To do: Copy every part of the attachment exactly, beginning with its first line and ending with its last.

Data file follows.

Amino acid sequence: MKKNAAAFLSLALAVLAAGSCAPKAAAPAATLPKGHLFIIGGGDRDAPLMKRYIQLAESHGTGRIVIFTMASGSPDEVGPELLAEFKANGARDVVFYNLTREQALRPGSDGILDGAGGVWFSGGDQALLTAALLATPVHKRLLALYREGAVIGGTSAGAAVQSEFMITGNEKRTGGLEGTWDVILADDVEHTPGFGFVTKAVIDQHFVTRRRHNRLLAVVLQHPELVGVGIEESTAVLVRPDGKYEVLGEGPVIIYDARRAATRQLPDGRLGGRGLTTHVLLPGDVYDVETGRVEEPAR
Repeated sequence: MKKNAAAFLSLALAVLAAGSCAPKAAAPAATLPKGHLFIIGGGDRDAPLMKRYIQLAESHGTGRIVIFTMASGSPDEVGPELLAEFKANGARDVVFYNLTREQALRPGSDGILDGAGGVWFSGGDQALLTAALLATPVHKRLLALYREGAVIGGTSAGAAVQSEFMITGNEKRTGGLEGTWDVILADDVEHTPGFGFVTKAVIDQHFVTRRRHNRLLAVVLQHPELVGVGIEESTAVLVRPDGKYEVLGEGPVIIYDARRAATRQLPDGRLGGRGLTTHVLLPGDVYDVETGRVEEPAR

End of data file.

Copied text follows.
Amino acid sequence: MKKNAAAFLSLALAVLAAGSCAPKAAAPAATLPKGHLFIIGGGDRDAPLMKRYIQLAESHGTGRIVIFTMASGSPDEVGPELLAEFKANGARDVVFYNLTREQALRPGSDGILDGAGGVWFSGGDQALLTAALLATPVHKRLLALYREGAVIGGTSAGAAVQSEFMITGNEKRTGGLEGTWDVILADDVEHTPGFGFVTKAVIDQHFVTRRRHNRLLAVVLQHPELVGVGIEESTAVLVRPDGKYEVLGEGPVIIYDARRAATRQLPDGRLGGRGLTTHVLLPGDVYDVETGRVEEPAR
Repeated sequence: MKKNAAAFLSLALAVLAAGSCAPKAAAPAATLPKGHLFIIGGGDRDAPLMKRYIQLAESHGTGRIVIFTMASGSPDEVGPELLAEFKANGARDVVFYNLTREQALRPGSDGILDGAGGVWFSGGDQALLTAALLATPVHKRLLALYREGAVIGGTSAGAAVQSEFMITGNEKRTGGLEGTWDVILADDVEHTPGFGFVTKAVIDQHFVTRRRHNRLLAVVLQHPELVGVGIEESTAVLVRPDGKYEVLGEGPVIIYDARRAATRQLPDGRLGGRGLTTHVLLPGDVYDVETGRVEEPAR